Five pre-game notes for rubber match between Cats and Vols


Kentucky Wildcats guard Davion Mintz (10) loses control of the ball during the UK vs. Vanderbilt SEC Tournament quarterfinals mens basketball game on Friday, March 11, 2022, at Amalie Arena in Tampa, Florida. UK won 77-71. Photo by Michael Clubb | Staff

Hunter Shelton

TAMPA, Fla.—It’s semifinal time at the 2022 SEC Tournament. 

What better way to punch your ticket to the championship game than a victory over a bitter rival? That’s the task at hand for both Kentucky and Tennessee. 

The Wildcats and Volunteers are set to throw down for the third time this season, this time inside Amalie Arena. 

Kentucky pounded UT in Lexington on Jan. 15, drubbing the Vols 107-79. Tennessee then returned the favor exactly one month later, rolling past the Cats 76-63 in Knoxville. 

The third and likely final matchup between the two is set for approximately 3 p.m. EST, with a chance to play for a trophy on Sunday on the line. 

Here are five factors that could dictate the outcome of Saturday’s rubber match.

Shot selection and shooting percentage

Crazy, right? 

When the Wildcats shot 67.9 percent from the floor, they won by 28 points. 

Shooting 34.3 percent in Knoxville, however? Yeah, a 13-point loss. 

Tennessee’s numbers dipped at home also, but it still landed at a 44-percent clip. Back in Lexington, it still made over half of its attempts, it just wasn’t enough to compete with an on fire UK offense. 

Kentucky has to find some sort of healthy middle between the two performances. As nice as it would be to make almost 70 percent of your looks, it just isn’t going to happen every time. 

The Volunteers neutralized any offense that UK mustered in Knoxville. Whether that be credited to Rick Barnes’ coaching adjustments, or the raucous Rocky Top environment, Kentucky got cracked. 

BBN will have UK’s backs in Tampa, but we’ll see if either team can exceed offensive expectations on a “neutral” court. 

Washington and Wheeler

The tale of two games was especially true for TyTy Washington Jr and Sahvir Wheeler. 

Both guards led the charge in the game one win. Washington dropped 28 points, five assists and three steals, while Wheeler added 21 points of his own, to go along with eight dimes and a pair of steals.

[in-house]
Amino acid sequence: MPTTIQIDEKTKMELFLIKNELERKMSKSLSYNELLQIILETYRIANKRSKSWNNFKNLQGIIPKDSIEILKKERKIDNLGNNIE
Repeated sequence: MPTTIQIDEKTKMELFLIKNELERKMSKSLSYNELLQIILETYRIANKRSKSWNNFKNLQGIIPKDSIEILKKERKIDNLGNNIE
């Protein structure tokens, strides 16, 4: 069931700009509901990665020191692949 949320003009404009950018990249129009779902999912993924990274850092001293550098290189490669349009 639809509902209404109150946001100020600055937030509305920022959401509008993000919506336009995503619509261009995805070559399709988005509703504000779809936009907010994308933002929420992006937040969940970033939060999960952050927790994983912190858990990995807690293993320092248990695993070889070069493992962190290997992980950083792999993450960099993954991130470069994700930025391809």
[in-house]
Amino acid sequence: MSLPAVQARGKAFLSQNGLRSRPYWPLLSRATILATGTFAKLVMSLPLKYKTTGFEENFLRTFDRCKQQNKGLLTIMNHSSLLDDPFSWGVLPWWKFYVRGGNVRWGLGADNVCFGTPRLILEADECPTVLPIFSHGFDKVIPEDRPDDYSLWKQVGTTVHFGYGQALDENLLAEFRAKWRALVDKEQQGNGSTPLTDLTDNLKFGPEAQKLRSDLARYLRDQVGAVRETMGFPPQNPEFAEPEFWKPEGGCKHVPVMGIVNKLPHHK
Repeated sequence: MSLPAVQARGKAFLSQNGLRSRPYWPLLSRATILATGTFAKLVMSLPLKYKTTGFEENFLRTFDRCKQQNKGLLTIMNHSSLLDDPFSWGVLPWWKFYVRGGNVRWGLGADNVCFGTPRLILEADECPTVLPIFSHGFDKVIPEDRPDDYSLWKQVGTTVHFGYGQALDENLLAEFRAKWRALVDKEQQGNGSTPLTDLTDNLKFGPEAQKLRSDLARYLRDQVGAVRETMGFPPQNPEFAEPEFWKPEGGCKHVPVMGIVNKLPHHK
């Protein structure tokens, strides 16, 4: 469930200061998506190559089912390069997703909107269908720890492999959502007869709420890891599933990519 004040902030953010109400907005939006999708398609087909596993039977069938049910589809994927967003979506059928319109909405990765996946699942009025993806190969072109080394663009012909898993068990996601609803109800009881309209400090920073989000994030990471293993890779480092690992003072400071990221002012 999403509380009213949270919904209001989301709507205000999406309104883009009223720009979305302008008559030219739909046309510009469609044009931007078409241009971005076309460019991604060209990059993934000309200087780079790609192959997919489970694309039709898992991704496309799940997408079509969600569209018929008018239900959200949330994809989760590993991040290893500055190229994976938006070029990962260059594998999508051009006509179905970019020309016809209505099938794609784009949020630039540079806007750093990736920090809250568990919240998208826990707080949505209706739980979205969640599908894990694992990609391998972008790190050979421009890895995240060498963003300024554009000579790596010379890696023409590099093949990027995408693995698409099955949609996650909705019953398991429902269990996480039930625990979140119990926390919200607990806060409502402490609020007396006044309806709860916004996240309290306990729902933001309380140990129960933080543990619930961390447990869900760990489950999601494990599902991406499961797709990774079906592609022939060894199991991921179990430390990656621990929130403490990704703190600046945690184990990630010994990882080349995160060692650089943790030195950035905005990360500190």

Down in Knoxville, Washington left the game with what was thought to possibly be a serious lower-leg injury. 

He acquired just four points in 13 minutes. Wheeler wasn’t much better, scoring eight points while committing four fouls and three turnovers. 

Tennessee guards Santiago Vescovi and Kennedy Chandler are going to get their money’s worth when they step on the court, it’s up to Kentucky’s backcourt battery to do the same.

Friday night against Vanderbilt was a great start, as Washington’s 25 points and Wheeler’s 11 assists helped carry the Cats past the Commodores, 77-71. 

All or nothing from John Fulkerson

John Fulkerson hasn’t had his best season in a Tennessee uniform this year, to say the least. 

The senior is averaging 7.4 points and 4.7 rebounds per game, nestling into a bench role. 

He, like Washington and Wheeler, found two fates in the pair of clashes this season. 

Starting for the Vols in game one, Fulkerson scored a whopping zero points in 20 minutes. He committed three turnovers in that time, forcing Barnes to yank him for a majority of the second half. 

Back at home, he shined off the bench, adding 14 points and eight rebounds in 26 minutes.

He is a vital part of Tennessee being able to go deep in March. When he’s on, he is capable of taking it to the best of them. When he’s off his game, it could be lunch time for Oscar Tshiebwe. 

Tennessee turnovers 

The Vols committed 20 turnovers in the loss in Lexington. it doesn’t help when the opposing team can’t miss, but UT was sloppy with the ball. 

Game two? You guessed it…just eight TO’s and a win. 

Kentucky, who allowed 21 points off turnovers to Vandy, turned it over 12 and 14 times in the two games against Tennessee. 

It isn’t rocket science, but taking care of the basketball goes quite a long way. BBN is going to do its best to force a few extra possessions for the Cats, but it’s up to who can hold on to the rock a little extra on Saturday. 

Get it to Oscar

We’ve become accustomed to Oscar Tshiebwe grabbing 15 points and 15 rebounds a game. Shame on us. 

The big man hasn’t hit that mark against Tennessee this season. 

Game one saw a rarity in Tshiebwe not hitting a double-double, as he scored just nine points to go along with 12 boards. Luckily, the Cats didn’t need it that day. 

In game two, Tshiebwe was one of the lone bright spots, leading the Cats in points and rebounds with 13 and 15. 

Kentucky may not need a super-human performance on Saturday, but John Calipari sure wouldn’t mind it. 

Fulkerson and Uros Plavsic won’t be able to handle the load that Tshiebwe carries on both ends of the floor. If Kentucky can get it down low on a consistent basis and let the guy go to work, it’ll likely work out in favor of the Cats.